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The discipline of choice

For Marilee MacMillan, 53, the secret to endurance and health is a series of choices.

It’s choosing to go to bed early so she can start her day at 4:30 a.m. with a refreshing two-mile walk. It’s patiently stretching out an old knee injury so she can pursue endurance sports. It’s learning how to optimize her body and mind so she can continue doing the things she loves.

Because of these choices, Marilee can be fully present for her biggest priority: her family. She has the strength to provide full-time care for one of her three adult children who has health needs. And while she’s 53 on paper, it’s also why BellSant estimates Marilee’s biological age is closer to 46.

It’s not always easy to make these decisions, but Mariliee is driven by a motivator that drives many endurance athletes: to keep going.

Don’t stop moving, don’t just sit on the couch. Once you stop putting your shoes on, it’s hard to go back,” says the Washington resident. “You have your list of things to do, and when exercise isn’t on there, it gets pushed to the bottom.

Investing in health

Marilee has always been active. She played softball for years before a knee injury left her in a hip-to-ankle cast. After an extensive healing process, she returned to her love of running marathons. Eventually, a cyst, arthritis, and scar tissue in her knee limited her activities and made her reassess her health goals.

“Once you get into your mid-50s, those things kind of sneak back in,” Marilee says. “Your body is really adept at compensating for whatever was going on. But at some point, your body gets tired, and it just doesn’t want to.”

This experience led her on a journey to understand how to heal her body so she can keep running. She’s explored just about every approach there is, from conventional medicine to acupuncture to nutrition to exercise.

“It’s literally trying to find the right balance, the right therapy, the right exercises, and to know when to stop and rest, because that’s a hard one,” she says about her efforts to heal her knee. “And it’s just continual. You don’t want it to be the thing that really drags you down.”

It’s what led her to BellSant, where she receives quarterly checkups and advanced diagnostics.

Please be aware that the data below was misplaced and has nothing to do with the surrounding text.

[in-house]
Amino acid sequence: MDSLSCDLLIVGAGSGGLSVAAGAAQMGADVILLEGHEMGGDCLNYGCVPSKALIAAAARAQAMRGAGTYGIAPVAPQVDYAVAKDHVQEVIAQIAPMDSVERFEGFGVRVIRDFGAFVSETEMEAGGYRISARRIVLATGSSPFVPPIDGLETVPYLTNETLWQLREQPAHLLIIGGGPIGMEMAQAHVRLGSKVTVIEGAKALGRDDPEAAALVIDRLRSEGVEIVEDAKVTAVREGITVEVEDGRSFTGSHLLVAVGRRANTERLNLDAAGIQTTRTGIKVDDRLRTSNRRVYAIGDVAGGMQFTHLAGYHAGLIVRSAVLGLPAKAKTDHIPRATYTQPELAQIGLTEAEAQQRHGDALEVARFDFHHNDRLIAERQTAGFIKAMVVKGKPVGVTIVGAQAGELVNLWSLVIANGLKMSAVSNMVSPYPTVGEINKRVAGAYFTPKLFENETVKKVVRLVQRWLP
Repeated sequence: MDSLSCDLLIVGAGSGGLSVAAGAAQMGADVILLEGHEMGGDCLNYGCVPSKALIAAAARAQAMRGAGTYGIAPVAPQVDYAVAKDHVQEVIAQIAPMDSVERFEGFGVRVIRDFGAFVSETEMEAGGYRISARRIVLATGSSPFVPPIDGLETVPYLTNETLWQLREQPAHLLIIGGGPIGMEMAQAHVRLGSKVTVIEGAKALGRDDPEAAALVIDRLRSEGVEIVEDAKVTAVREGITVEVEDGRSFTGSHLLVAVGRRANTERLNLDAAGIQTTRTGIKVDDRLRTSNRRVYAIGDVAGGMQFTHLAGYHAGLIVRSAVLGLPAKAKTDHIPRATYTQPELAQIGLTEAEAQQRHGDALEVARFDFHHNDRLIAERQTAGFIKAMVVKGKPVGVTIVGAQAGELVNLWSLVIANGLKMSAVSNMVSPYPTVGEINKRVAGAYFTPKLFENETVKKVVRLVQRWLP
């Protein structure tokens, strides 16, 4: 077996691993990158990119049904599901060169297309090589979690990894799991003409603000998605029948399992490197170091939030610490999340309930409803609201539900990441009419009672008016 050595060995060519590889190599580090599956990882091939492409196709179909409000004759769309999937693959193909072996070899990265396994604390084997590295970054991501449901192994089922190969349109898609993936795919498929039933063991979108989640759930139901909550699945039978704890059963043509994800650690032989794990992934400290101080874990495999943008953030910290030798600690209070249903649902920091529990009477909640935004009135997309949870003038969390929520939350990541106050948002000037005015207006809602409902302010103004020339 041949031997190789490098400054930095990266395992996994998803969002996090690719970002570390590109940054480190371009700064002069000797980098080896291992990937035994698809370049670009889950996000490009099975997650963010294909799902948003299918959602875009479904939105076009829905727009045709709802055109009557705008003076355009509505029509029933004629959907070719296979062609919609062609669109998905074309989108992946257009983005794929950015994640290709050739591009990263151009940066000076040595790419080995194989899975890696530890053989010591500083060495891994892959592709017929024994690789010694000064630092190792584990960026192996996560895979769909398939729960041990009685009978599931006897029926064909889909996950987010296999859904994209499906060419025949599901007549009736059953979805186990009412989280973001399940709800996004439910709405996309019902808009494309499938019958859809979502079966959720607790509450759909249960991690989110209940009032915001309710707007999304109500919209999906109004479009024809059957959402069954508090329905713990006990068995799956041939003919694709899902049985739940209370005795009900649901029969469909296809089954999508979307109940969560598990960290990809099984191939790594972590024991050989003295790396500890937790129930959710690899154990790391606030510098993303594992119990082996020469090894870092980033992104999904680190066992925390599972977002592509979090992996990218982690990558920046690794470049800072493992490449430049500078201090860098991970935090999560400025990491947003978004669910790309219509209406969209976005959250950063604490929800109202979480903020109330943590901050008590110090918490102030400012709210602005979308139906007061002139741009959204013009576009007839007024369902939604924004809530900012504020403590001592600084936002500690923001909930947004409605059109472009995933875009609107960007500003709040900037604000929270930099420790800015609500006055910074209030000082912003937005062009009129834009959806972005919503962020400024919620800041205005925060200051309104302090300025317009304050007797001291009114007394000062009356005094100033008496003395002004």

They flagged things that I wouldn’t have known if I hadn’t known to test for it,” she says of the quarterly checkups and lab work. “They give recommendations to make sure you can lead the optimal life you want to lead.

Setting goals

Marilee was pleased when BellSant revealed her biological age to be a full six years younger than her chronological age. But she’s quick to point out that “it’s not something you rest your laurels on. There’s still stuff you can work on.”

For Marilee, today’s work involves rehabbing her knee and building strength. To cross-train her body, she mixes up her exercise program to include weight lifting, yoga, pilates, stretching, walking, and using an elliptical machine.

Eventually, she wants to return to competitive running, which has always inspired her to find new ways to improve her performance.

“[With racing,] you tend to be more in touch with your body and want to maximize your physical potential,” she says. “It’s just the physical and mental challenge of it. At my age, it’s also staying active and being able to compete. That’s a huge one.”

Seeing one’s competitive edge slip away with age can have a tremendous impact on anyone’s mental health, something Marilee credits BellSant for reviewing as one of their 11 health system diagnostics.

“Especially as you get older, it’s super frustrating when you can’t do the same things you did when you were younger,” she says.

Having a goal like racing reminds Marilee to prioritize her own health just as much as her family and caretaking responsibilities. While she acknowledges there have been times when she has sacrificed exercise for the people she loves, it’s simply not sustainable.

“Because you realize that you yourself are suffering. And in order to be there for your family, you have to do these things,” she says.

It comes down to choices and finding what works for you. For Marilee, that’s rising before dawn and taking care of herself. This leads her to make other decisions, like not watching TV or spending time on social media. “I just don’t prioritize that in my life at all, so that gives me a lot of time to focus on other things.”

Like most people, Marilee wants to live a healthier life so she can continue the activities that bring her joy, no matter what age she is. She’s also learned that prioritizing her health, setting goals, and knowing when to slow down has given her the momentum and drive to keep going.

My biggest advice is to not stop,” she says. “When something gets in your way, just pivot.

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